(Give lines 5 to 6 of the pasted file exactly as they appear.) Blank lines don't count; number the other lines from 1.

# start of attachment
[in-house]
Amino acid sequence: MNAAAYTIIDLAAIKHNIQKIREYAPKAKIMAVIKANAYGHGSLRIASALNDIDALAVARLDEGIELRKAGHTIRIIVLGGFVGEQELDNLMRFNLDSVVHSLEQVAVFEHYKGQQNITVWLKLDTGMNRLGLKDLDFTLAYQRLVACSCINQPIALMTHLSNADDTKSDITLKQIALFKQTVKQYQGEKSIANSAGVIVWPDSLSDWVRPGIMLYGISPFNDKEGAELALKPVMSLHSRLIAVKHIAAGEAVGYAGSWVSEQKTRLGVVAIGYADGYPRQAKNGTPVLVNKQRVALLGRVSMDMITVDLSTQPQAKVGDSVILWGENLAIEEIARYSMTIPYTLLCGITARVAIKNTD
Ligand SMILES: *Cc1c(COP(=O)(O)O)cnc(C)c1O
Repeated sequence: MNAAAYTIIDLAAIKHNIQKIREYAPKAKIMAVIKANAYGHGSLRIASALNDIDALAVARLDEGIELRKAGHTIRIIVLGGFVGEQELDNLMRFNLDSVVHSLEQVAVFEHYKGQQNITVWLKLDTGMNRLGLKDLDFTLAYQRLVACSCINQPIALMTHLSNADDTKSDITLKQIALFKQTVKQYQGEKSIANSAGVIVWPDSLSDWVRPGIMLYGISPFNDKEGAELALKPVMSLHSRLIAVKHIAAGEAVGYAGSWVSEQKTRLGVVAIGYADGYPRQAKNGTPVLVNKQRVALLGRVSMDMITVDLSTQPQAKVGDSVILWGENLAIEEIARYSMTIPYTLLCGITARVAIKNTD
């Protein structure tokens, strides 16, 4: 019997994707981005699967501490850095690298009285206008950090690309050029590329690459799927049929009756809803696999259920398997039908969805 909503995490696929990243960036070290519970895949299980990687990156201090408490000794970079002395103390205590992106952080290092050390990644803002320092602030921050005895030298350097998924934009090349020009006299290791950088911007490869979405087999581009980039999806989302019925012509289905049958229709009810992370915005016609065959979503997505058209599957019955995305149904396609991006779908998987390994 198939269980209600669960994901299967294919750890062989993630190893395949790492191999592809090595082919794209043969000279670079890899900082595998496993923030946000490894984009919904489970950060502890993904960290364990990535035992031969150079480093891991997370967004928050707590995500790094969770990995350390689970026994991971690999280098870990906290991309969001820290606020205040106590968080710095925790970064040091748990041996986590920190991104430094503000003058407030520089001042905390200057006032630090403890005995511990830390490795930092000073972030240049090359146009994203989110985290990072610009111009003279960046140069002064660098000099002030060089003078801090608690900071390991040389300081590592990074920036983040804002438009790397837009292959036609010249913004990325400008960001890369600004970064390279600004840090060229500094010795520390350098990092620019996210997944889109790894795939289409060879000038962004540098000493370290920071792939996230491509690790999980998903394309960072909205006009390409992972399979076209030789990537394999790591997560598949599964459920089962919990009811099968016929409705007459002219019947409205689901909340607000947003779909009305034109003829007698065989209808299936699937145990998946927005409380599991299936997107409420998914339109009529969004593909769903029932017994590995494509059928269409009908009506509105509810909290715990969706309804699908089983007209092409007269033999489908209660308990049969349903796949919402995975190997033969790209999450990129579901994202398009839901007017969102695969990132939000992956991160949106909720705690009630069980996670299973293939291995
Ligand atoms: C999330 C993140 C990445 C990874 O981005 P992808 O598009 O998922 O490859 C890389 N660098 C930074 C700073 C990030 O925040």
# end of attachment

């Protein structure tokens, strides 16, 4: 019997994707981005699967501490850095690298009285206008950090690309050029590329690459799927049929009756809803696999259920398997039908969805 909503995490696929990243960036070290519970895949299980990687990156201090408490000794970079002395103390205590992106952080290092050390990644803002320092602030921050005895030298350097998924934009090349020009006299290791950088911007490869979405087999581009980039999806989302019925012509289905049958229709009810992370915005016609065959979503997505058209599957019955995305149904396609991006779908998987390994 198939269980209600669960994901299967294919750890062989993630190893395949790492191999592809090595082919794209043969000279670079890899900082595998496993923030946000490894984009919904489970950060502890993904960290364990990535035992031969150079480093891991997370967004928050707590995500790094969770990995350390689970026994991971690999280098870990906290991309969001820290606020205040106590968080710095925790970064040091748990041996986590920190991104430094503000003058407030520089001042905390200057006032630090403890005995511990830390490795930092000073972030240049090359146009994203989110985290990072610009111009003279960046140069002064660098000099002030060089003078801090608690900071390991040389300081590592990074920036983040804002438009790397837009292959036609010249913004990325400008960001890369600004970064390279600004840090060229500094010795520390350098990092620019996210997944889109790894795939289409060879000038962004540098000493370290920071792939996230491509690790999980998903394309960072909205006009390409992972399979076209030789990537394999790591997560598949599964459920089962919990009811099968016929409705007459002219019947409205689901909340607000947003779909009305034109003829007698065989209808299936699937145990998946927005409380599991299936997107409420998914339109009529969004593909769903029932017994590995494509059928269409009908009506509105509810909290715990969706309804699908089983007209092409007269033999489908209660308990049969349903796949919402995975190997033969790209999450990129579901994202398009839901007017969102695969990132939000992956991160949106909720705690009630069980996670299973293939291995
Ligand atoms: C999330 C993140 C990445 C990874 O981005 P992808 O598009 O998922 O490859 C890389 N660098 C930074 C700073 C990030 O925040």